But how do they know in advance where the “wow” pictures are? Well, it is because someone has already been there, taken photos, shared them and bagged a ton of likes.
In addition to visiting the same location, what happens if you also know in advance exactly how you are going to take the photo to generate most likes and please your followers? This is a very planned and Cartesian way of doing things, but it leaves absolutely zero room for creativity.
Travelling in such a prescribed manner leaves no space for the unexpected, for getting lost, for meeting incredible people, seeing incredible things, telling beautiful and real stories and capturing something that maybe no one has captured before. It’s empty.
The process of travelling and taking photos, getting lost, learning how to deal with different light situations, and handling the unexpected, is the true final product of your travels. It is this that will allow you to hone your craft, it is this that will enable you to survive in your business in the long term. Because in the end, it is this that will make you a good photographer.
4- Don’t listen to the voices
Using myself as an example, I understand that this is the most difficult path. By forcing myself to not keep shooting what I normally shoot (and what my followers like), I have evolved in style over the years. But I have also lost many followers, the ones who loved what I used to shoot. They often tell me they miss my “wow” photos.
It is easy to listen to the voices and think that you have to keep pleasing your people. And if you are looking for a quick buck, maybe you should please your people and sell them some prints. But what happens once you’ve done this?
Let’s do a little test, do you remember a couple of photographers that you were seeing online every week? The new best photographers, featured on every photography website? And suddenly, when you think about those people, they’ve disappeared, and you don’t even remember their names completely?
I am sure, if you wrack your brain, you can find a few faded examples – but this happens constantly. A photographer surfs to prominence on a cool concept. And because it worked, they cling on to it. They didn’t evolve. People got bored. And they vanish again without a trace.
Not to mention how fast technologies change and how quickly your cool concept could become dated. Say you’re in your mid 20s and you want to be a full-time travel photographer. Think about how difficult it will be to catch up with the constant technological evolutions when you are 60. So what will you be doing then? This is no long-term solution.
5- Explore different fields and keep connected
Like any photographer in any type of photography, I believe it is a great exercise to explore as many fields as possible. I am mainly a travel photographer – but I also shoot weddings, commercial photos and videos. And I love street photography. Acquiring all these skills can only be a positive practice – it’ll give you the tools you need to come up with a more unique style. So you can take the best of it and apply it to your vision, your interests.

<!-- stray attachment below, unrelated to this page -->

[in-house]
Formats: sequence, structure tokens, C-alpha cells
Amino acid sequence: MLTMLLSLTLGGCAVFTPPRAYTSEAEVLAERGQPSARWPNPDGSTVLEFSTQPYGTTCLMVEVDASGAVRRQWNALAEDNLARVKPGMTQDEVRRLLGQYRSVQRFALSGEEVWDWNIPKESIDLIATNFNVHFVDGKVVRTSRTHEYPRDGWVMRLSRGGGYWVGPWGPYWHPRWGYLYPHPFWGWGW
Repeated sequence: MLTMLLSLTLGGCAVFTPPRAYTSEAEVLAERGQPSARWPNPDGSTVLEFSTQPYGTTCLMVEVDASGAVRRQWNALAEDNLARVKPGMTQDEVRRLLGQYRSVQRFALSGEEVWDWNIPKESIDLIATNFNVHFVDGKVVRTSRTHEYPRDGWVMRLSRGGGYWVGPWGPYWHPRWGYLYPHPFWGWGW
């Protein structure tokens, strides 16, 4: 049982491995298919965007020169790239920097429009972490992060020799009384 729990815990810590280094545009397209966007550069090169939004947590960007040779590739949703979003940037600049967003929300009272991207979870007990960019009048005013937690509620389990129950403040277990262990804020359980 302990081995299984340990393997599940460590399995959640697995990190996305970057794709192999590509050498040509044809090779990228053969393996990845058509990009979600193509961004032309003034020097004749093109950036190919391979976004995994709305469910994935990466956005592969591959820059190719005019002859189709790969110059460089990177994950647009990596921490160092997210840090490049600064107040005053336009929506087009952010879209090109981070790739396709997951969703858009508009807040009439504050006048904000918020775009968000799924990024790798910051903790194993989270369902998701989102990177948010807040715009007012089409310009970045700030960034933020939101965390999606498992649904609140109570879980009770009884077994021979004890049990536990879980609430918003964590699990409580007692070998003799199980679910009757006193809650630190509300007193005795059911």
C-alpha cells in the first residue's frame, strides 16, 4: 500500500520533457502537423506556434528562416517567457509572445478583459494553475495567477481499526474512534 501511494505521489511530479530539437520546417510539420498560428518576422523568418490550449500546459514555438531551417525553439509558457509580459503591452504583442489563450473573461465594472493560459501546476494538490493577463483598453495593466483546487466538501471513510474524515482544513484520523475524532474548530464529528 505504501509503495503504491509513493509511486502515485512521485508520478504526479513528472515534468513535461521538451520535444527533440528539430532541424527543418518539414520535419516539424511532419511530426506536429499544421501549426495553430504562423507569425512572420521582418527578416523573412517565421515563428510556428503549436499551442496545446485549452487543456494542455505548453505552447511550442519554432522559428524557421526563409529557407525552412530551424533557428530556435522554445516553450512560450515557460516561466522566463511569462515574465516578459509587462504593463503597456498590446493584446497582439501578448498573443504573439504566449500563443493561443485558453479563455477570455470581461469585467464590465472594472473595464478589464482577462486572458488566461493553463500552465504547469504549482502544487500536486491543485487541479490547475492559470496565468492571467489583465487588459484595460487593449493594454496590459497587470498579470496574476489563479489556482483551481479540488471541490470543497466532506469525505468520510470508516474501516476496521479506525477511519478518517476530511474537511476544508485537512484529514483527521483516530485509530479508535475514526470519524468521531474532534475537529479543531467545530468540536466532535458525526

This will also allow you to detect new trends, developments in social media and different ways of thinking about photography today.
I would personally recommend that you try and tell better stories in your images, connecting with people to share an important message. Not just showing off with another epic sunrise.
You could also start to specialize in very specific niches. (The same way some commercial photographers do.) If you manage to find a great client who needs a very specific type of image, that could be the breakthrough you’re looking for. Just be careful not to put all your eggs in the same basket!
Of course, when I say: “travel photography is dead”, I should be more precise and say: “travel photography is changing”. And it always does, it evolves. But the direction in which it is evolving, into an “orgy of narcissism” as Bob Krist so gloriously described it, is, in my opinion, destroying what makes photography interesting in the first place. Namely, creativity.
Photographers are not the only ones to blame here: the general public, by constantly consuming these Insta-worthy images is also responsible for pushing photographers to produce more. But even so, as a photographer, you should be looking up – studying the work and opinions of the great photographers. Not looking down, at the people who don’t know about photography and asking them for their opinion.
After all, asking people for their opinions brought us great “successes” like Brexit. Let’s not do that again!
About the Author
Etienne Bossot is a travel photographer based in Asia. If you would like to see more of his work, you can visit his website, follow him on Twitter and Flickr, and like his Facebook page. This article was also published here and shared with permission.